Article

The Combinatorics of All Regular Flexagons

European Journal of Combinatorics
Document Type

Article
Publication Date

1-1-2010
DOI

10.1016/j.ejc.2009.01.005
Disciplines

Abstract

Flexagons were discovered in 1939 by topologist Arthur Stone. A regular flexagon is one that contains 9n equilateral triangular regions on a straight strip of paper. This paper is then rolled into smaller strips of paper and finally into a hexagon with 6 triangular regions called pats, producing one mathematical face. The pinch flex removes the uppermost triangular regions and replaces them with a new set producing a new face. The flexagon is said to have order 3n because you can color 3n of the faces with 3n different colors. It is well known that when only the pinch flex is used, a flexagon of order 3n is a möbius band with 3(3n−2) half-twists, and has 6n−3 different mathematical faces. Even though a colored face appears more than once, the uppermost triangles might be rotated producing a different mathematical face. When T. Bruce McLean described the V-flex on the flexagon of order 6 in 1979, he showed that it now had 3420 mathematical faces and provided a graph that demonstrated how to reach all of the different faces. This flex scrambles the colors similar to the way the Rubik’s cube does except that a flexagon is flat. It is the purpose of this paper to provide an algorithm that counts the number of mathematical faces for flexagons of order 3n for all n, once the V-flex is included.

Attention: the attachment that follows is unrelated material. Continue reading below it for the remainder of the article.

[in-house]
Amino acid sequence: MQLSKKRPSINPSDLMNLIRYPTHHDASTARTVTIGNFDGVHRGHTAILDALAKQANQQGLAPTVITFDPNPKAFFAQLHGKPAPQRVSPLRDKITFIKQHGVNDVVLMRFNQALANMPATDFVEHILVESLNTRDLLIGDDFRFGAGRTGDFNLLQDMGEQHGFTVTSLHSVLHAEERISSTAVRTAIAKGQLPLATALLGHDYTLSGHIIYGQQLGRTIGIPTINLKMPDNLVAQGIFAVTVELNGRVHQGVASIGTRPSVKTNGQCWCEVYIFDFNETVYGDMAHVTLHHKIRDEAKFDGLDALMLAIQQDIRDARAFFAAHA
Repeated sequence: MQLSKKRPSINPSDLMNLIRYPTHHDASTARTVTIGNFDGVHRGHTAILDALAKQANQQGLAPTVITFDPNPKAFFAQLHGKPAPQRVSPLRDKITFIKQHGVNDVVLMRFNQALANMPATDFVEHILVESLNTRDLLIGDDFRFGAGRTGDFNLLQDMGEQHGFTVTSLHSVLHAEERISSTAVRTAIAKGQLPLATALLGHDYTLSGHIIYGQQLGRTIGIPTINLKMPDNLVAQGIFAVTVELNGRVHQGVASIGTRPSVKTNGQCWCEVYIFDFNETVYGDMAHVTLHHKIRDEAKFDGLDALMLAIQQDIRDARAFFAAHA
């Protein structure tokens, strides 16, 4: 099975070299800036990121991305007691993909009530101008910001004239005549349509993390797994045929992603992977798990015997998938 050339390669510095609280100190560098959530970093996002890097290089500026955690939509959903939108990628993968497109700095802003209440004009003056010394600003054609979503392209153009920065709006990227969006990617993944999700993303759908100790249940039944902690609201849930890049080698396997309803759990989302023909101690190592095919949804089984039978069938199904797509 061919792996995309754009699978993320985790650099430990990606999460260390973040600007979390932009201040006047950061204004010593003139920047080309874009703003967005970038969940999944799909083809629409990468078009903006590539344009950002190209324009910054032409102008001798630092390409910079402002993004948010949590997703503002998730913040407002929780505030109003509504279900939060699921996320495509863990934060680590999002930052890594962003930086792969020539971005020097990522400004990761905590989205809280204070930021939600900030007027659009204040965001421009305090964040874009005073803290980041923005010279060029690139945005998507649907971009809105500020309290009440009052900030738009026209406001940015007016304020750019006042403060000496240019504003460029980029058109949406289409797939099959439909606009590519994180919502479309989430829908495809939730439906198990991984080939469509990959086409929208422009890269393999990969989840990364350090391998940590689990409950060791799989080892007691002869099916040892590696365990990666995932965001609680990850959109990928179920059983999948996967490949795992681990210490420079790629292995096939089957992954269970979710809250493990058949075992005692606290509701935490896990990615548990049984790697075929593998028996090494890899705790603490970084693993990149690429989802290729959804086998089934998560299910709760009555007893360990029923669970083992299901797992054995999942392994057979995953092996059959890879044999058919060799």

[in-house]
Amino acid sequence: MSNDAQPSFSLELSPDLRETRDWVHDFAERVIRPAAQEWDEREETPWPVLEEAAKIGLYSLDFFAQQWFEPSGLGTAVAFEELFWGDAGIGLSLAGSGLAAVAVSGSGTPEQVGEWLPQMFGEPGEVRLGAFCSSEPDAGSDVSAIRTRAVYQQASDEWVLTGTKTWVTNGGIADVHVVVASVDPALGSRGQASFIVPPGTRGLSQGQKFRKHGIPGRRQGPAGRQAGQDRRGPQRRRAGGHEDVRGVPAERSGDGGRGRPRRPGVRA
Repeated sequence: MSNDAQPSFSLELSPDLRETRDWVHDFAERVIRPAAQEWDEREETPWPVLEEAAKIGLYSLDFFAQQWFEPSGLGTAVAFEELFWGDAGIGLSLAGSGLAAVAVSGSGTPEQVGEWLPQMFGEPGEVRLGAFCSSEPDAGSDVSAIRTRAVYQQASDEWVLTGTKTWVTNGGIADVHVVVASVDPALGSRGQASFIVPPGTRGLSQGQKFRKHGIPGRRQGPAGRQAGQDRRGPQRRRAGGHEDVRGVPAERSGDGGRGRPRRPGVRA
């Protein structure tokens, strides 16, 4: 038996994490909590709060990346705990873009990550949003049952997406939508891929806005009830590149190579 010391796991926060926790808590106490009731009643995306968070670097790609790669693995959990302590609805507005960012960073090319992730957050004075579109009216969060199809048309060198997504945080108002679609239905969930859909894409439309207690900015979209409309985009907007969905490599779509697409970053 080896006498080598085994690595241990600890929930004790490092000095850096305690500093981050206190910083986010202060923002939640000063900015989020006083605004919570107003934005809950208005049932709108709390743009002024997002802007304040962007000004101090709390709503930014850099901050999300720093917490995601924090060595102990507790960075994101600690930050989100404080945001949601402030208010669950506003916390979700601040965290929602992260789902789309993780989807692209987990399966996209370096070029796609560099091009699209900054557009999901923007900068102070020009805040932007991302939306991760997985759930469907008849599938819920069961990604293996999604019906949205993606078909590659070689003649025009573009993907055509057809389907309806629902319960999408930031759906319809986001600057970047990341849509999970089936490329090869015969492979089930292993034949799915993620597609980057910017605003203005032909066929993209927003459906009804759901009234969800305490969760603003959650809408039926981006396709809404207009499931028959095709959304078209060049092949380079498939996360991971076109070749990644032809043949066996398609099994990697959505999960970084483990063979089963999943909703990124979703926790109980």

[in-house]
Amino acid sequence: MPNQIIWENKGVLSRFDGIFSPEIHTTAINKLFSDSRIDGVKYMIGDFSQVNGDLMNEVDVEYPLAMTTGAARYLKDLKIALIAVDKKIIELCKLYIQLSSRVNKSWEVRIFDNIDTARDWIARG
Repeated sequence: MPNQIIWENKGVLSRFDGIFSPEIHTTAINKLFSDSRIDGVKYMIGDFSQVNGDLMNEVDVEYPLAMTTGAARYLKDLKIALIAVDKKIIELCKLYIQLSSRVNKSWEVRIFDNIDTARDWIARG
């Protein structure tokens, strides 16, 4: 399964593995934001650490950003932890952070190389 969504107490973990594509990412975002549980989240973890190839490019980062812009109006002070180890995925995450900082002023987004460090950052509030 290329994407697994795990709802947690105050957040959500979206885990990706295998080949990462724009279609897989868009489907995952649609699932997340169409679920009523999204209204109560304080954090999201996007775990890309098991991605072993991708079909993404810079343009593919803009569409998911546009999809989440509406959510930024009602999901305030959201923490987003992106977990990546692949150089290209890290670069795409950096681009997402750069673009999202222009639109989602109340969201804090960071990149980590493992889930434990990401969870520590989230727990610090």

A theorem in this paper gives a recursive formula that counts the number of different pats of a given thickness (or degree). To start the count for the number of mathematical faces of a regular flexagon of order 3n an ordered set of 6 degrees that add to 9n is considered. The adjacent degrees must add to a multiple of three according to the axioms of a flexagon using both flexes. Two sets are equivalent if you can rotate one six-tuplet into the other. Then for each case, the number of pats given by this Theorem that have degrees of those 6 numbers can be multiplied by the fundamental theorem of counting and these are called initial faces after rotations are removed. The last step in the count is to allow for translations of the flexagon and when there is no symmetry, you can multiply the number of initial faces by 9n. You can only multiply by 3n when there is complete symmetry.
Citation Information

Thomas Anderson, T. Bruce McLean, Homeira Pajoohesh and Chasen Smith. "The Combinatorics of All Regular Flexagons" *European Journal of Combinatorics*Vol. 31 Iss. 1 (2010) p. 72 - 80

Available at: http://works.bepress.com/chasen_smith/4/